Our research is centered on the mechanisms that control various aspects of cell division. Applying microscopic and biophysical methods, we seek to elucidate the functional properties of control mechanisms as they operate in the living cell. Our results establish the basis for the integration of cell function with advances in the molecular biology of regulatory pathways. We use echinoderm zygotes, frog egg extracts, and cultured cells as model systems.

One of the major projects in the laboratory seeks to elucidate the controls that ensure that the interphase centrosome reproduces, or doubles, only once in each cell cycle in proper coordination with nuclear events. We have recently shown that centrosome reproduction is coordinated with nuclear events by activities that function during S phase of the cell cycle.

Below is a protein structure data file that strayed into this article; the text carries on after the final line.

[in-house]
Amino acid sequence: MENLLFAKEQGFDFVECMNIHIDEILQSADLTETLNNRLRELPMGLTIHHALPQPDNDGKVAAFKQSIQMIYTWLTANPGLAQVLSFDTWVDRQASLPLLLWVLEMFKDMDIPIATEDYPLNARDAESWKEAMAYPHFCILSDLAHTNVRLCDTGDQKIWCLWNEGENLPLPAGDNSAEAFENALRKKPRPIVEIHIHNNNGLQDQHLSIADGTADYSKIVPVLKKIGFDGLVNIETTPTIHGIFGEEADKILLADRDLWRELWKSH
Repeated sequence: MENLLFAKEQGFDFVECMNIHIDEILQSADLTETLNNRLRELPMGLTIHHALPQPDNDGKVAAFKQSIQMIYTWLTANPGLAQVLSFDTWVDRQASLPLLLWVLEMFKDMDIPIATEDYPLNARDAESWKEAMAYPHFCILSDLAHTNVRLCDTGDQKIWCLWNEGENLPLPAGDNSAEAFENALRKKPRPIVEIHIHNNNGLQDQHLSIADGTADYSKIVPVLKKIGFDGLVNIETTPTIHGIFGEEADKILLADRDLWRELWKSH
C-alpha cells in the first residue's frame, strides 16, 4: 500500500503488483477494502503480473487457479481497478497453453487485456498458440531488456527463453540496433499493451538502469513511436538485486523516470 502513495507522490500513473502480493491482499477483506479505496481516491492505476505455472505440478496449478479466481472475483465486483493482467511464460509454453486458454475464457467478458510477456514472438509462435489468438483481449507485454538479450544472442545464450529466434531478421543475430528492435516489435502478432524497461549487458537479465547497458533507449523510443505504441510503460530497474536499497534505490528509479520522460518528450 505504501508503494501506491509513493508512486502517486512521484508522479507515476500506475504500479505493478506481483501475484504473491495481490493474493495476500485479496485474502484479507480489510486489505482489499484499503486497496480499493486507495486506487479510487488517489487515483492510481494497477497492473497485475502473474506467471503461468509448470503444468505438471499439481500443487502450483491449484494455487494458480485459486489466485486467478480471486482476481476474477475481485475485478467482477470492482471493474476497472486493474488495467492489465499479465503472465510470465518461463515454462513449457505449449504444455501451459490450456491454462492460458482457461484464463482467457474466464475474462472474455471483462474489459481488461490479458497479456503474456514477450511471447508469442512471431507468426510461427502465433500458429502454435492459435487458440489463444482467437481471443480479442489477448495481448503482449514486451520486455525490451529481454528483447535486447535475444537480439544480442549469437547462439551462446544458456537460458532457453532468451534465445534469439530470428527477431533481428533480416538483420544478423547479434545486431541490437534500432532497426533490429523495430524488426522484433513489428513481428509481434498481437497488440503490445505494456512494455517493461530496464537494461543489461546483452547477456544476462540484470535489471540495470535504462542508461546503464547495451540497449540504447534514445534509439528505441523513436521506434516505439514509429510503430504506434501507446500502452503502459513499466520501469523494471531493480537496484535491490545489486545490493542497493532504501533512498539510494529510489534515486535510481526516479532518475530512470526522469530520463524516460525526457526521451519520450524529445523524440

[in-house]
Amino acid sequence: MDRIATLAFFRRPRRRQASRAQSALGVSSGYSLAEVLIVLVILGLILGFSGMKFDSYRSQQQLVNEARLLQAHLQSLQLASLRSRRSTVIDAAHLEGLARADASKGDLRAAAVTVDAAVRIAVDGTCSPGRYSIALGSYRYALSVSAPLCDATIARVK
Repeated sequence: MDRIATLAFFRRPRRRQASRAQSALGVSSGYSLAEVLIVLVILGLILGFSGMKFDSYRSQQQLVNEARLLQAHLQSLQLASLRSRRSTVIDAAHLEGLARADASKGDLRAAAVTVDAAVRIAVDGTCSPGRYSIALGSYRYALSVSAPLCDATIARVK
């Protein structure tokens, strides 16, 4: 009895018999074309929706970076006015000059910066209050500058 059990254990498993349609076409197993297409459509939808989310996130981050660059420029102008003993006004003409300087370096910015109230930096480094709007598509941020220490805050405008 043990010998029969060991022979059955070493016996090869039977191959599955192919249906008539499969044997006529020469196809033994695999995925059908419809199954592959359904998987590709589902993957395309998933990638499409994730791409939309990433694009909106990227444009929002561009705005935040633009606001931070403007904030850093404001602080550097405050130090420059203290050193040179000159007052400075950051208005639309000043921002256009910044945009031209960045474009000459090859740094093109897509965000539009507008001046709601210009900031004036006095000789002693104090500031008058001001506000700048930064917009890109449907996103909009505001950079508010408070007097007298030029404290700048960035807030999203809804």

We have also developed the first Xenopus egg extract system that supports repeated rounds of centrosome reproduction in vitro. Using this system we have shown that the activity of the cyclin dependent kinase 2- cyclin E complex (Cdk2-cyclin E) is required for multiple rounds of centrosome duplication.




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